Synopsis: Chuck Wepner, the "Bayonne Bleeder," he was the pride of Bayonne, New Jersey, a man who went fifteen rounds in the ring with Muhammad Ali, and the real life inspiration for Rocky Balboa. But before all that, Chuck Wepner was a liquor salesman and father with a modest prizefighting career whose life changed overnight when, in 1975, he was chosen to take on The Greatest in a highly publicized title match. It's the beginning of a wild ride through the exhilarating highs and humbling lows of sudden fame-but what happens when your fifteen minutes in the spotlight are up?
Director(s): Philippe Falardeau
Production: IFC Films
Rotten Tomatoes:
98 min


My name is Chuck Wepner.

You don't know me.

Well, you do know me,

but you don't know you know me.

Once upon a time, I was

the heavyweight champ of New Jersey.

They called me the Bayonne Bleeder.

I always hated that name,

but for some reason, it stuck.

Hoboken had Sinatra, Bayonne had me.

Chuck f***in' Wepner!

I swear, this might be

the proudest day in my entire life.

It's like Christmas and All Saints' Day

rolled into one.

John, you know who this guy is?

Yeah, I know who Arty is.

Did you know Arty invented

the wet T-shirt contest?

- What?

- I sh*t you not.

No, Arty Stock, no wet nip. Period.

That was you?

Hey, I was just trying to sell some booze

without getting shut down,

if you know what I mean.

That's genius right there,

that's what that is.

Hey, no, Champ. You...

- What?

- You're a legend.

To legends.

I made a name for myself

by doing a lot of crazy sh*t.

Not all of it's true, but this part is.

In this corner, the former

New Jersey heavyweight champion,

the man who went 15 rounds

with Muhammad Ali, okay?

The pride of Bayonne, Chuck Wepner!

And in this corner,

you know him from his

Hollywood movie, Paint Your Wagon,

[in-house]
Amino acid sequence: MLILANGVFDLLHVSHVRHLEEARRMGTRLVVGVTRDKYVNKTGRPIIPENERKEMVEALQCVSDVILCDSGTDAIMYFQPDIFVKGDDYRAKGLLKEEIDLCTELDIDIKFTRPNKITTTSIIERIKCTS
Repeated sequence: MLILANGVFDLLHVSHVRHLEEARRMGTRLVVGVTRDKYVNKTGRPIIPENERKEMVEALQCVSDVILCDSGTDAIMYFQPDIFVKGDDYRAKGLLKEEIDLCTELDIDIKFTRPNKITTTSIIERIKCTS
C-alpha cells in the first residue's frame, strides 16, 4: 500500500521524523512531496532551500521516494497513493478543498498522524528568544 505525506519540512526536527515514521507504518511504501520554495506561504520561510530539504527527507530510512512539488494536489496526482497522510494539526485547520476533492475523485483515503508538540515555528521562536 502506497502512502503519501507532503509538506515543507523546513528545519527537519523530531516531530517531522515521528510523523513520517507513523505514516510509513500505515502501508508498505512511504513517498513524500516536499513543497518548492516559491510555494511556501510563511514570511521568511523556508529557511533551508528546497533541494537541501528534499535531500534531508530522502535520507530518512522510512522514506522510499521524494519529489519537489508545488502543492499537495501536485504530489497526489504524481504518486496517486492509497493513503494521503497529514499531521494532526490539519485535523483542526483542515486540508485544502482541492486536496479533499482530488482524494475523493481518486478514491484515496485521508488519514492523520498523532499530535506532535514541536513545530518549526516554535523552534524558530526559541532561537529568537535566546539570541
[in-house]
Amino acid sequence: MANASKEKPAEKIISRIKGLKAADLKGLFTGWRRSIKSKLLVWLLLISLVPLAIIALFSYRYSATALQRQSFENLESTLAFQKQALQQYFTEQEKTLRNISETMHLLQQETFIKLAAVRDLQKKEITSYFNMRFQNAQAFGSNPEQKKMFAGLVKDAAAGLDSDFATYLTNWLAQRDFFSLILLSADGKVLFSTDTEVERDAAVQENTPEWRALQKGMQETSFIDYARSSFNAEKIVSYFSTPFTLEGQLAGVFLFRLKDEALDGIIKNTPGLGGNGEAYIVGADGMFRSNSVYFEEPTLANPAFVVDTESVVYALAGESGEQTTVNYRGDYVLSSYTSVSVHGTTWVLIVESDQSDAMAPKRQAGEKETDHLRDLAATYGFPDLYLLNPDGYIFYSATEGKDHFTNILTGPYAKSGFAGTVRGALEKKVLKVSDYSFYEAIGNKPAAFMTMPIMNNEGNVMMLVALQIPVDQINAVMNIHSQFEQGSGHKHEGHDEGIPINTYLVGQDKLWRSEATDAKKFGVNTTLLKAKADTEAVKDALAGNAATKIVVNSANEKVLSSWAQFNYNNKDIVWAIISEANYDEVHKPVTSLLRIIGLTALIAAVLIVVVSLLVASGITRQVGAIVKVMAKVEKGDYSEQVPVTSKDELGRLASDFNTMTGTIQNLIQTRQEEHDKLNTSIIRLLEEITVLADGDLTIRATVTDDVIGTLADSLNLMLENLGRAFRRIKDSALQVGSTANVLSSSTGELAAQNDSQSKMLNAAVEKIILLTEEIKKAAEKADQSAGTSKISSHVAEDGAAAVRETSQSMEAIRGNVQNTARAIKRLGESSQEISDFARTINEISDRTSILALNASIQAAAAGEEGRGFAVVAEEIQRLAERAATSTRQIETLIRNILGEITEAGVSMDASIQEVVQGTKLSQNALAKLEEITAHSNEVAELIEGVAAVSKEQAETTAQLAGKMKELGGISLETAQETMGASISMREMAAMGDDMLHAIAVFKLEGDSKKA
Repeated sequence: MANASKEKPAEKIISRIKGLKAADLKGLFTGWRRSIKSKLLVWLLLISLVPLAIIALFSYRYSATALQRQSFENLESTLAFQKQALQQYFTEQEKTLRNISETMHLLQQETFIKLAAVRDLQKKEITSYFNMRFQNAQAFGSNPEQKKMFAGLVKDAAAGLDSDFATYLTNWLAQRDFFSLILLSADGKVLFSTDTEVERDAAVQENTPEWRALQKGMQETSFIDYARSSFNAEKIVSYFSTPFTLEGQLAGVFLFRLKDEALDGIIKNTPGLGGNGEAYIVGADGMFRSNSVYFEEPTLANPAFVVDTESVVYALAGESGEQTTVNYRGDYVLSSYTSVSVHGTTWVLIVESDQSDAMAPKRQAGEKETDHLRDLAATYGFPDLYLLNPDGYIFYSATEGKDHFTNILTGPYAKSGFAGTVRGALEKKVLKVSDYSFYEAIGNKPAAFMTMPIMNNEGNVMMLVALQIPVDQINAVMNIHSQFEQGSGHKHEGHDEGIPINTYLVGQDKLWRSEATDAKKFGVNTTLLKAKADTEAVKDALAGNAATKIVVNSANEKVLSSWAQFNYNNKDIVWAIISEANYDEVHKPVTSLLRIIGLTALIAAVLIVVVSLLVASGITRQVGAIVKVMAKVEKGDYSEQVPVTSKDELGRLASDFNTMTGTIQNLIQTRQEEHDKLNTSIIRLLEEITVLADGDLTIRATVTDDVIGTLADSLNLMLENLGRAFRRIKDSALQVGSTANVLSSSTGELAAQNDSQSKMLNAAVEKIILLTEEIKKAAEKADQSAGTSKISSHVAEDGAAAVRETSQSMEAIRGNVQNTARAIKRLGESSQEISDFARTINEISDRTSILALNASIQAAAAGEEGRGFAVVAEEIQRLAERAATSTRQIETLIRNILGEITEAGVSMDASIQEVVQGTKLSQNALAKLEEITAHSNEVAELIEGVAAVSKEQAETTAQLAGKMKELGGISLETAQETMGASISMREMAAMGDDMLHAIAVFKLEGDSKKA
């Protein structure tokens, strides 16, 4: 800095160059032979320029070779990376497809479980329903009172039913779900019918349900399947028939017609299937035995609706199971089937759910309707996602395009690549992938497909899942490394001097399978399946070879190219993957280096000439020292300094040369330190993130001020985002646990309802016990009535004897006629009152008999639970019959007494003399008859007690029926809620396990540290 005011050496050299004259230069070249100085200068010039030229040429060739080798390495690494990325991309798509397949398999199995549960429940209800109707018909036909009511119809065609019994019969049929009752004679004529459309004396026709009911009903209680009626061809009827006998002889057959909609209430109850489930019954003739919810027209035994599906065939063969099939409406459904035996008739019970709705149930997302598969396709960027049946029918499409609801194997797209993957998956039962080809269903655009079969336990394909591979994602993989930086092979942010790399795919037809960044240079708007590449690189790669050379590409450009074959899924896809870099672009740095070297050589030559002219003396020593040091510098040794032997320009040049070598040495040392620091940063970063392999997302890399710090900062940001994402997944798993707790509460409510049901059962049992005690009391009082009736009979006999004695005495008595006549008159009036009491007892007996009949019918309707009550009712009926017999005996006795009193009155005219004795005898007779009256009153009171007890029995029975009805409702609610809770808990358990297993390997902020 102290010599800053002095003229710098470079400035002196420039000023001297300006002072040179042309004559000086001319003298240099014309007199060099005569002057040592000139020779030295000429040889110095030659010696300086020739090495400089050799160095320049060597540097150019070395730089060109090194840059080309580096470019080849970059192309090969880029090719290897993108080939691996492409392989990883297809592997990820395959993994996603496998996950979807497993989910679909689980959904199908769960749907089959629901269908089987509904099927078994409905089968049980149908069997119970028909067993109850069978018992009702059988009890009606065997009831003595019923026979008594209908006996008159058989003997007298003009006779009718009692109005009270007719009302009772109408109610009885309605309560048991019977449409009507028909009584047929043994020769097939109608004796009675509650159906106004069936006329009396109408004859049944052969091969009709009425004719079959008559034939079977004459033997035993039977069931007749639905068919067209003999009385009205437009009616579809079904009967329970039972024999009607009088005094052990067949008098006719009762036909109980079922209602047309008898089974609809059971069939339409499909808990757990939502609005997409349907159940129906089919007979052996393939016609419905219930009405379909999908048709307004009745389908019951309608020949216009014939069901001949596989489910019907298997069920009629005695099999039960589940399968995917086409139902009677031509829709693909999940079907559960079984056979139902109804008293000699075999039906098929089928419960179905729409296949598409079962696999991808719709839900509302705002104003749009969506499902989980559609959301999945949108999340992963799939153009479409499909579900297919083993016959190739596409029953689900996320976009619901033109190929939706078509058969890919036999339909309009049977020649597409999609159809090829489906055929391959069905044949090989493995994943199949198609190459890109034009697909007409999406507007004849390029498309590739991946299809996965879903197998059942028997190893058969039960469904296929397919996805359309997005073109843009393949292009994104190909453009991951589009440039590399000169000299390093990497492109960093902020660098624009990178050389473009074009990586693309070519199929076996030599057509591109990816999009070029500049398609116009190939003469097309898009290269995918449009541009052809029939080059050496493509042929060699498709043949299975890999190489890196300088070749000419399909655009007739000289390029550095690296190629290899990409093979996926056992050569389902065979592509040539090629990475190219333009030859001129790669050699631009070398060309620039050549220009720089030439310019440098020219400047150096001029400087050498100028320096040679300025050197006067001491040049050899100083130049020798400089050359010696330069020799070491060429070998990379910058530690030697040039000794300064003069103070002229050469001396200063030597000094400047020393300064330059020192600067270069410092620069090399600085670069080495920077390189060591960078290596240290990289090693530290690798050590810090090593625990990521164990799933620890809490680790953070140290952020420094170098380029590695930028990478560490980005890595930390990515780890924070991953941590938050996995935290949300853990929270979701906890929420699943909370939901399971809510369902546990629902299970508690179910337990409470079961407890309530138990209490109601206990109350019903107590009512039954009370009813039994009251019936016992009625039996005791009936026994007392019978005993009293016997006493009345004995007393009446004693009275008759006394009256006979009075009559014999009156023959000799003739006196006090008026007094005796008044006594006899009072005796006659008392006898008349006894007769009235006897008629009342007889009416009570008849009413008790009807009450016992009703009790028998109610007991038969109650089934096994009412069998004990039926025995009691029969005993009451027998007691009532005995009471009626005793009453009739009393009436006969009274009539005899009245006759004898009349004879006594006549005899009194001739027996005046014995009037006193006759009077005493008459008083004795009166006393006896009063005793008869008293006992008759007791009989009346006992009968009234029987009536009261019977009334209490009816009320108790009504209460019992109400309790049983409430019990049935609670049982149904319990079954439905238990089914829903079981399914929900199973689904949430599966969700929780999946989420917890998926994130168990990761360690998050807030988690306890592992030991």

his many Tonight Show appearances,

he's undefeated in 1,303 bouts.

It's Victor!

- All right, nothing to the face, okay?

- Did you tell him that?

No face.

Let's go!

For me, it was always about

putting on a show.

Even when I was a kid, growing up in Bayonne,

me and my brother Don

were a couple of real clowns.

I was not really a fighter,

but this was Bayonne.

One way or another,

you were gonna end up fighting.

In 1954, Malphy Esposito stole my basketball.

I didn't wanna do anything,

but he whacked me pretty good.

I may not be the greatest fighter

of all time, but what I learned that day...

Chuck. that I had a gift. I was special.

When you stop any guy in the street

and you ask him

who Chuck Wepner was, he'll tell ya,

"That guy could take a punch."

For a guy who wasn't really a fighter,

I was doing pretty good.

By 1974, I was flying up

the heavyweight ranks

and primed for a shot at the title

against "Big George" Foreman.

The only guy who stood in my way

was Terry Hinke, the Stormin' Mormon.

- Hey, Bleeder!

- What?

Let it go. Let it go. Let it go!

Sh*t. Bad?

Come on AI, let me see the cut.

Looks pretty bad.

All right, get the f*** out of this corner,

and don't bother me

while I'm working, all right?

Whatever we had to do, we did.

Al and I had an agreement, always

move forward and never stop the fight.

AI, let the doc see the cut.

Sure, have a look there.

- Yeah, he's good. He's good.

- Thanks, Doc.

They called Al "The Butcher,"

but it wasn't just him.

I wouldn't stop, either.

Besides, it wasn't his fault I bled so much.

I cannot close this f***in' cut.

It's time to send

this f***in' Mormon back to Utah.

- Are you with me?

- Yeah.

- All right, let's do it.

- Go.

You're on, Chuck. You're on. Hit him.

And the winner by knockout,

in two minutes and 18 seconds

of the 11th round,

and still the North American and

New Jersey heavyweight champion,

Chuck Wepner!

Hey, baby.

Daddy, were you boxing again?

Yeah, as a matter of fact, I was.

Is that why your face looks so funny?

No, sweetheart.

Daddy's face always looks funny.

The other guy was just trying to

spruce it up for me a bit.

Come here, give me some sugar.

Come on, Kimby. It's 8:00.

You gotta eat your breakfast. Go. Go, go, go.

Bye, Daddy.

Come here, let me look at you.

I'm all right.

Come here, baby.

- Let me see.

- It's my ribs.

Chuck, you look terrible.

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Jeff Feuerzeig

Jeff Feuerzeig (born 1964) is an American film director and screenwriter best known for The Devil and Daniel Johnston, his profile of cult musician and outsider artist Daniel Johnston, for which he was awarded the Directing prize for Documentary at the 2005 Sundance Film Festival and which was released theatrically in March 2006 by Sony Pictures Classics. more…

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Submitted on August 05, 2018

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    "Chuck" STANDS4 LLC, 2022. Web. 14 Aug. 2022. <>.

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